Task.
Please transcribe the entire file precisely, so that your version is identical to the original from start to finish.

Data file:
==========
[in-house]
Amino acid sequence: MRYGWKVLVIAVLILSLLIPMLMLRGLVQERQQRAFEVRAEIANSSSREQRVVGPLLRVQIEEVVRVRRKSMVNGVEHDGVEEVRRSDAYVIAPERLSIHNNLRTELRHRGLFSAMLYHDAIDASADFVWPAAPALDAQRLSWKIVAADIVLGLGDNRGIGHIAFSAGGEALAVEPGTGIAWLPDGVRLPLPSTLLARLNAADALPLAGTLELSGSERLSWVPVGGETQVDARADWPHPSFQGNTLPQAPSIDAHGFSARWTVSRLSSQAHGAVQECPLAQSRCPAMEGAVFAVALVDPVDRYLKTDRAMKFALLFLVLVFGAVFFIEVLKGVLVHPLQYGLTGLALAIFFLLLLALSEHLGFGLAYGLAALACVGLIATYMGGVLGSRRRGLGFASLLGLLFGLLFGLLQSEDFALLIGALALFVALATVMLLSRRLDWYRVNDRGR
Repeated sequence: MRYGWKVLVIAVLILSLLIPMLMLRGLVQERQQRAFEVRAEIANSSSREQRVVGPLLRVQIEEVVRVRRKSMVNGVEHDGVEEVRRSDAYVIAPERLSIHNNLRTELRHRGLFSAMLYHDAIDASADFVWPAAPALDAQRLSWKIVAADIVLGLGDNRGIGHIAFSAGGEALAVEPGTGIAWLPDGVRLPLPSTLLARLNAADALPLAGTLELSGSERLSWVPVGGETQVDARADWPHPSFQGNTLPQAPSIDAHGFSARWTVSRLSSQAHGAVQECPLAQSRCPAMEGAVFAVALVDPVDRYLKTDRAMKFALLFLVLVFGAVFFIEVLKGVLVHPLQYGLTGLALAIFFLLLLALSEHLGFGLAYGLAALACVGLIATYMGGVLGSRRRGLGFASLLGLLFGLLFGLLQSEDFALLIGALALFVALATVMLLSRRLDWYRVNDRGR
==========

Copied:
[in-house]
Amino acid sequence: MRYGWKVLVIAVLILSLLIPMLMLRGLVQERQQRAFEVRAEIANSSSREQRVVGPLLRVQIEEVVRVRRKSMVNGVEHDGVEEVRRSDAYVIAPERLSIHNNLRTELRHRGLFSAMLYHDAIDASADFVWPAAPALDAQRLSWKIVAADIVLGLGDNRGIGHIAFSAGGEALAVEPGTGIAWLPDGVRLPLPSTLLARLNAADALPLAGTLELSGSERLSWVPVGGETQVDARADWPHPSFQGNTLPQAPSIDAHGFSARWTVSRLSSQAHGAVQECPLAQSRCPAMEGAVFAVALVDPVDRYLKTDRAMKFALLFLVLVFGAVFFIEVLKGVLVHPLQYGLTGLALAIFFLLLLALSEHLGFGLAYGLAALACVGLIATYMGGVLGSRRRGLGFASLLGLLFGLLFGLLQSEDFALLIGALALFVALATVMLLSRRLDWYRVNDRGR
Repeated sequence: MRYGWKVLVIAVLILSLLIPMLMLRGLVQERQQRAFEVRAEIANSSSREQRVVGPLLRVQIEEVVRVRRKSMVNGVEHDGVEEVRRSDAYVIAPERLSIHNNLRTELRHRGLFSAMLYHDAIDASADFVWPAAPALDAQRLSWKIVAADIVLGLGDNRGIGHIAFSAGGEALAVEPGTGIAWLPDGVRLPLPSTLLARLNAADALPLAGTLELSGSERLSWVPVGGETQVDARADWPHPSFQGNTLPQAPSIDAHGFSARWTVSRLSSQAHGAVQECPLAQSRCPAMEGAVFAVALVDPVDRYLKTDRAMKFALLFLVLVFGAVFFIEVLKGVLVHPLQYGLTGLALAIFFLLLLALSEHLGFGLAYGLAALACVGLIATYMGGVLGSRRRGLGFASLLGLLFGLLFGLLQSEDFALLIGALALFVALATVMLLSRRLDWYRVNDRGR